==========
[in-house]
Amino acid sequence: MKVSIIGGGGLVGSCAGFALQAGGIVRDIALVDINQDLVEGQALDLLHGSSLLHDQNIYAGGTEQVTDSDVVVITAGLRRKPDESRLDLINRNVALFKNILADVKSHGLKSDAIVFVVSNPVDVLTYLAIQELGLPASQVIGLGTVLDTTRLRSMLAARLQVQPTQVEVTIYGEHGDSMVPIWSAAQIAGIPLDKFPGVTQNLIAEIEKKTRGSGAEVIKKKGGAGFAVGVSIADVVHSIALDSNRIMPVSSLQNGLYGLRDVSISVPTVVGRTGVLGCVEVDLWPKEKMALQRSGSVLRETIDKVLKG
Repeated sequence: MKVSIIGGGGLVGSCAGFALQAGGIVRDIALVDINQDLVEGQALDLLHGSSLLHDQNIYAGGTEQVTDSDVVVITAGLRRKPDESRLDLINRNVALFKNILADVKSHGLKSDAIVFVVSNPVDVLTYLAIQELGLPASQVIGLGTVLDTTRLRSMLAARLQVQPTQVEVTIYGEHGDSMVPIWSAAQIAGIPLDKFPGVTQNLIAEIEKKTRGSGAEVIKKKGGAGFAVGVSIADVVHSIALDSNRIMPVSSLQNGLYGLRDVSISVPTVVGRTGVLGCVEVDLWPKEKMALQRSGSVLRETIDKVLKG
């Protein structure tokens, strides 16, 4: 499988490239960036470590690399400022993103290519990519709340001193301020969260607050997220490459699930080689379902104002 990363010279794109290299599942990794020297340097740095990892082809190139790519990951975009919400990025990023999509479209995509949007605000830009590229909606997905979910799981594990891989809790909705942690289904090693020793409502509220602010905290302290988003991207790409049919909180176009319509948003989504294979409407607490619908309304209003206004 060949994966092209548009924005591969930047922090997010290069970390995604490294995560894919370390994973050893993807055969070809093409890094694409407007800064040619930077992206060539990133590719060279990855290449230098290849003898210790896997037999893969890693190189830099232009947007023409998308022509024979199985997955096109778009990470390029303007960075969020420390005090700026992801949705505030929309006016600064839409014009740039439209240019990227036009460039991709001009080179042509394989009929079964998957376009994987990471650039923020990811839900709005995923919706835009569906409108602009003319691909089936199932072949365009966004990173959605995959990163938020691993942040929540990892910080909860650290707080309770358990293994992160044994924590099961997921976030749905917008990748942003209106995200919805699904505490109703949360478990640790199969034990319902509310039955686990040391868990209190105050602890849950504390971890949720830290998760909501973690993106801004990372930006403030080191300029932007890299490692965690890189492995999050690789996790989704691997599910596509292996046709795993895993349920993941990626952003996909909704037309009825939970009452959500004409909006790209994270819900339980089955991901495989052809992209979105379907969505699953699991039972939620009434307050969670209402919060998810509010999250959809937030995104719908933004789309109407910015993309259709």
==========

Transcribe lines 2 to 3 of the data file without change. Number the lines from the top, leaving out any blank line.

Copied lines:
Amino acid sequence: MKVSIIGGGGLVGSCAGFALQAGGIVRDIALVDINQDLVEGQALDLLHGSSLLHDQNIYAGGTEQVTDSDVVVITAGLRRKPDESRLDLINRNVALFKNILADVKSHGLKSDAIVFVVSNPVDVLTYLAIQELGLPASQVIGLGTVLDTTRLRSMLAARLQVQPTQVEVTIYGEHGDSMVPIWSAAQIAGIPLDKFPGVTQNLIAEIEKKTRGSGAEVIKKKGGAGFAVGVSIADVVHSIALDSNRIMPVSSLQNGLYGLRDVSISVPTVVGRTGVLGCVEVDLWPKEKMALQRSGSVLRETIDKVLKG
Repeated sequence: MKVSIIGGGGLVGSCAGFALQAGGIVRDIALVDINQDLVEGQALDLLHGSSLLHDQNIYAGGTEQVTDSDVVVITAGLRRKPDESRLDLINRNVALFKNILADVKSHGLKSDAIVFVVSNPVDVLTYLAIQELGLPASQVIGLGTVLDTTRLRSMLAARLQVQPTQVEVTIYGEHGDSMVPIWSAAQIAGIPLDKFPGVTQNLIAEIEKKTRGSGAEVIKKKGGAGFAVGVSIADVVHSIALDSNRIMPVSSLQNGLYGLRDVSISVPTVVGRTGVLGCVEVDLWPKEKMALQRSGSVLRETIDKVLKG